As it is on Earth

You were tickled by your laughing mother
and you birthed the word love, tucking it

           under your breastplate like a charm. Or
           she wasn’t laughing and it wasn’t a tickle

and you grew a hard hide on the harm.
Every touch and every word’s a spell.

           All words are born in the body.
           All words are borne by the body.

Who cups your fontanelle
and sings into your cells – the luck

           or lack of this appalls; it forms the ill or well
           you’ll draw from all your life.

Heart has hater. Earth always has heart.
Oh I am terrified, whispers the girl

           in her ninth month, as her baby tests its heels
           against the whole world’s skin.

Sue Wootton (photo credit: Doug Lilly)

Photo by Doug Lilly

Sue Wootton was born in Wellington in 1961 and grew up there and in Whanganui. Her work has been widely anthologised and published, and her several awards include winning the Caselberg International Prize for Poetry and the NZ Poetry Society Competition, and placing second in the 2013 International Hippocrates Prize for Poetry and Medicine. Sue’s debut novel, Strip, was longlisted for the Acorn Fiction Prize in the 2017 Ockham NZ Book Awards, and her fifth poetry collection, The Yield, was a finalist in the poetry category of those awards in 2018. She was the recipient of the 2018 NZSA Beatson Fellowship.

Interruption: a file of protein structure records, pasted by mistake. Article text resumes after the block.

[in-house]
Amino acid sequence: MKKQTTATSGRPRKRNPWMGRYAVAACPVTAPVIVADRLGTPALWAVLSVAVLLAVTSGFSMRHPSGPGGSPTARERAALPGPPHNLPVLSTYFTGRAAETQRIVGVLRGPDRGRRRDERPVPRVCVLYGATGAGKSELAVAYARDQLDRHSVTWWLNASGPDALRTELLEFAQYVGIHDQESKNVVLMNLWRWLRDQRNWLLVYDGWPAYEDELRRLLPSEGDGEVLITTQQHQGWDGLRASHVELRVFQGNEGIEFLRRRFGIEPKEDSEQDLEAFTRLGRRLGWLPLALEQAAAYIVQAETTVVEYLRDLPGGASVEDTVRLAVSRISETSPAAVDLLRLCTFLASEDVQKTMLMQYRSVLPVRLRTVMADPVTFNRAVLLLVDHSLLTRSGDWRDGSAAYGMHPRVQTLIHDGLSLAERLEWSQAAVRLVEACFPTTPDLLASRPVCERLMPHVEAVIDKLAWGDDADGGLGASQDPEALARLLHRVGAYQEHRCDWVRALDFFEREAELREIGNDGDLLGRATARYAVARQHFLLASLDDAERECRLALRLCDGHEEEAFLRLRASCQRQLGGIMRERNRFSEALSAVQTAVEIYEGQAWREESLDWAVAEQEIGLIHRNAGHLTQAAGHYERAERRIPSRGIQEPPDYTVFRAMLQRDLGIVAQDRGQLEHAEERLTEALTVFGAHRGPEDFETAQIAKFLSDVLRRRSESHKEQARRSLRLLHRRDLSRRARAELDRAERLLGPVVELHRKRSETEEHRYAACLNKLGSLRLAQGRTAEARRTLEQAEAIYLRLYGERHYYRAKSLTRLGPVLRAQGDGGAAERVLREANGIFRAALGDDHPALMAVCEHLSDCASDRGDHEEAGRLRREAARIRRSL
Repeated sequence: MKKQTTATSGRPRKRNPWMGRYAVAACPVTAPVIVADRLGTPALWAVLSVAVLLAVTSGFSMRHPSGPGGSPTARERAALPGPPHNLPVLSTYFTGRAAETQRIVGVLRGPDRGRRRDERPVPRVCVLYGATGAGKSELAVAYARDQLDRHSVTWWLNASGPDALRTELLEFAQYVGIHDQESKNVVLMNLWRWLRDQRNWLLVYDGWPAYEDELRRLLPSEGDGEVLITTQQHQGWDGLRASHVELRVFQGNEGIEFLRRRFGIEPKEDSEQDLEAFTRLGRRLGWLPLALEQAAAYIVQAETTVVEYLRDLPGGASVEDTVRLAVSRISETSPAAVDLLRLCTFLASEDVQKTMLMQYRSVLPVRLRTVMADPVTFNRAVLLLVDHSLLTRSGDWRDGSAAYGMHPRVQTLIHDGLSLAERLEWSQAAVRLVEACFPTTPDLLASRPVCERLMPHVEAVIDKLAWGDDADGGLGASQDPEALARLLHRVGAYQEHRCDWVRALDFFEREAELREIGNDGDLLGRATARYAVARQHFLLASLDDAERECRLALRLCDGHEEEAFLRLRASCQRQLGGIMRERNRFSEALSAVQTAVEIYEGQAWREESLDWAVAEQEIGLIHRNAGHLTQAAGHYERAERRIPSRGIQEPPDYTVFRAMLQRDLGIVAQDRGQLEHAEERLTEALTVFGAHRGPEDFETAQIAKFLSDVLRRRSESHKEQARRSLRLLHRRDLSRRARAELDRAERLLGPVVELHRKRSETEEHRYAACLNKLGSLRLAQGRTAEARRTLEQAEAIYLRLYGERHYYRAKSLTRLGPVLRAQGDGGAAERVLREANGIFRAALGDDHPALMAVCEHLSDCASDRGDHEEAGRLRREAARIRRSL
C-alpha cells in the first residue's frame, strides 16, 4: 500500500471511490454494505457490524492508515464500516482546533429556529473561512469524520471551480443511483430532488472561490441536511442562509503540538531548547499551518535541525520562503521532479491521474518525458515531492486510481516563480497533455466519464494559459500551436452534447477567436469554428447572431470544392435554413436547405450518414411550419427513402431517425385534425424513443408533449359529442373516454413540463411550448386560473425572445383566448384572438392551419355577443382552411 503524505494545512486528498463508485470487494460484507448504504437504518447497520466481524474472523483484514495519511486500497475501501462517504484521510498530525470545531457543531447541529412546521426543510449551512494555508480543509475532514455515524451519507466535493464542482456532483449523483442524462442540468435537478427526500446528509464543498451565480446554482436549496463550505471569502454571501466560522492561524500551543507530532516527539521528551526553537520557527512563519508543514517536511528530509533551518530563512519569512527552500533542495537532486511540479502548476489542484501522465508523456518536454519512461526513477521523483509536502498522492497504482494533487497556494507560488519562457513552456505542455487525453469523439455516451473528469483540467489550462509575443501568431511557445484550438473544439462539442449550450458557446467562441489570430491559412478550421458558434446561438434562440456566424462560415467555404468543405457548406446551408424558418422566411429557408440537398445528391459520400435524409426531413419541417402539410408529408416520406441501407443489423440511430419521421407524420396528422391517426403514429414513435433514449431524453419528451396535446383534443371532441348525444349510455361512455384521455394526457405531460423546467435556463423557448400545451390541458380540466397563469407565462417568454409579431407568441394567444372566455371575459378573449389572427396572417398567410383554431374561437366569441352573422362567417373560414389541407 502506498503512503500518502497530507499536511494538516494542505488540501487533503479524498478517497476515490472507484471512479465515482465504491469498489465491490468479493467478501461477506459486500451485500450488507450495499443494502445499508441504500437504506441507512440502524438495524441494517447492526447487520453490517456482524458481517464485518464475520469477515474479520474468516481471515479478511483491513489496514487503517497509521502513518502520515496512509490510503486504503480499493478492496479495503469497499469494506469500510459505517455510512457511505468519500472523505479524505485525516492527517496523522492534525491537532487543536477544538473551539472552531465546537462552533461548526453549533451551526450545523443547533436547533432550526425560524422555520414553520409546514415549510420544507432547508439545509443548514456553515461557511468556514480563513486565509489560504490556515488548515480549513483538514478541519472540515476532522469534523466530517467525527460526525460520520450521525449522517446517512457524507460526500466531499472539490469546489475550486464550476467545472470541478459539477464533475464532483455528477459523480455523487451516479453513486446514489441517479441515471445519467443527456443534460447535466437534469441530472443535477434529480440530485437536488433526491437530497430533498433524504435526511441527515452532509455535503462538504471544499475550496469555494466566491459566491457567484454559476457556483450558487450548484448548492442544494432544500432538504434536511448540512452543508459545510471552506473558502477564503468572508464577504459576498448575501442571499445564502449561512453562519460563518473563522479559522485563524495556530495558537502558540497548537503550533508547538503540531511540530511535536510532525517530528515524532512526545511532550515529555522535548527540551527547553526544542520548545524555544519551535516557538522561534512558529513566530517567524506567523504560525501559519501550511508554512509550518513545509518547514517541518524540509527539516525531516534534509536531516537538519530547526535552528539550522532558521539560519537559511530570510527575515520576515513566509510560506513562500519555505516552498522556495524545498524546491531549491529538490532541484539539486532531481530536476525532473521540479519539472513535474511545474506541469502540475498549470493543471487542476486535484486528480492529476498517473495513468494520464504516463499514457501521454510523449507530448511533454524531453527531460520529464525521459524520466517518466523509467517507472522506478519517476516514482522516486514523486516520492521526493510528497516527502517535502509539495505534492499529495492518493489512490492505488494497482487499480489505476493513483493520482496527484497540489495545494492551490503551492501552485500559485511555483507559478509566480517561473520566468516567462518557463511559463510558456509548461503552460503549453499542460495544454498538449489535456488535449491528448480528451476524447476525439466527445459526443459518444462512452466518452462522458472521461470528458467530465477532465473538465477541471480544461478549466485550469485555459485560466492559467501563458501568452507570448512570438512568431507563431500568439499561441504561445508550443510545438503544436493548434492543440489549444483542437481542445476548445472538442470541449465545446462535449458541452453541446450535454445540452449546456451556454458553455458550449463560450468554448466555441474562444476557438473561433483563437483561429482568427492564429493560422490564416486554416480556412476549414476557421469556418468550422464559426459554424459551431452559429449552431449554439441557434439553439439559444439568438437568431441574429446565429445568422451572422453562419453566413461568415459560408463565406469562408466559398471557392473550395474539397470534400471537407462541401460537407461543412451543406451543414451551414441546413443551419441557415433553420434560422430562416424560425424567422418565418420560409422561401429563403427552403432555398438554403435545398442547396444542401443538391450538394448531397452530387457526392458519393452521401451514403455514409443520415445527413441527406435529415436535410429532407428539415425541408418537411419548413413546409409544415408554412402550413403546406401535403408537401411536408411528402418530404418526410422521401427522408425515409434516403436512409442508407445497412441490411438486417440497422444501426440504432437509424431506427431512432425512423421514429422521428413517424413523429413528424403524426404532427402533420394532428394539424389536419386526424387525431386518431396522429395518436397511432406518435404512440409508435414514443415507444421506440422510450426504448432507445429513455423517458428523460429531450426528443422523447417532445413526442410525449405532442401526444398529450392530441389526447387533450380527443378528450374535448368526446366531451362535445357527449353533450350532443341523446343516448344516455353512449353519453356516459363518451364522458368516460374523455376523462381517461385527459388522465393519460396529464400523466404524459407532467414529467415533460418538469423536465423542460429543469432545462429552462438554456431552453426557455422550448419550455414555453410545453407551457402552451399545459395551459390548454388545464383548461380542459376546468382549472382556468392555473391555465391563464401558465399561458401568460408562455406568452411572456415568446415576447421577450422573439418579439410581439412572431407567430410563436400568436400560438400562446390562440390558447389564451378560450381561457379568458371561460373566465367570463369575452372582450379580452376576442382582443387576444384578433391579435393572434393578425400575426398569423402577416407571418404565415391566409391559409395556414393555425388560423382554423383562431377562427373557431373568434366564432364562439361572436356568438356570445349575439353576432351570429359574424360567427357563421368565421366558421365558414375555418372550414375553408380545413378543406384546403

Sue lives in Dunedin where she is a PhD candidate in English and Medicine at the University of Otago. She edits the medical humanities e-zine Corpus: Conversations about Medicine and Life.

Wootton comments: ‘I’m a former physiotherapist, and it was in that work that I first began to understand the real and powerful connections between language, the imagination and recovery. This poem started from thinking about that, and then gradually became more of a meditation on chance – chance both in the sense of luck and the sense of opportunity. It’s about the luck of being born into a loving environment – or the bad luck of not – and the awesome, overwhelming, terrifying responsibilities of parenting. It’s an optimistic poem though, I think, hanging on tenaciously to the idea that it is always possible to improve on whatever cards we deal or are dealt. Heart, hater, earth: same letters, different words.’

​Poem source details >

Sue’s website
Corpus e-zine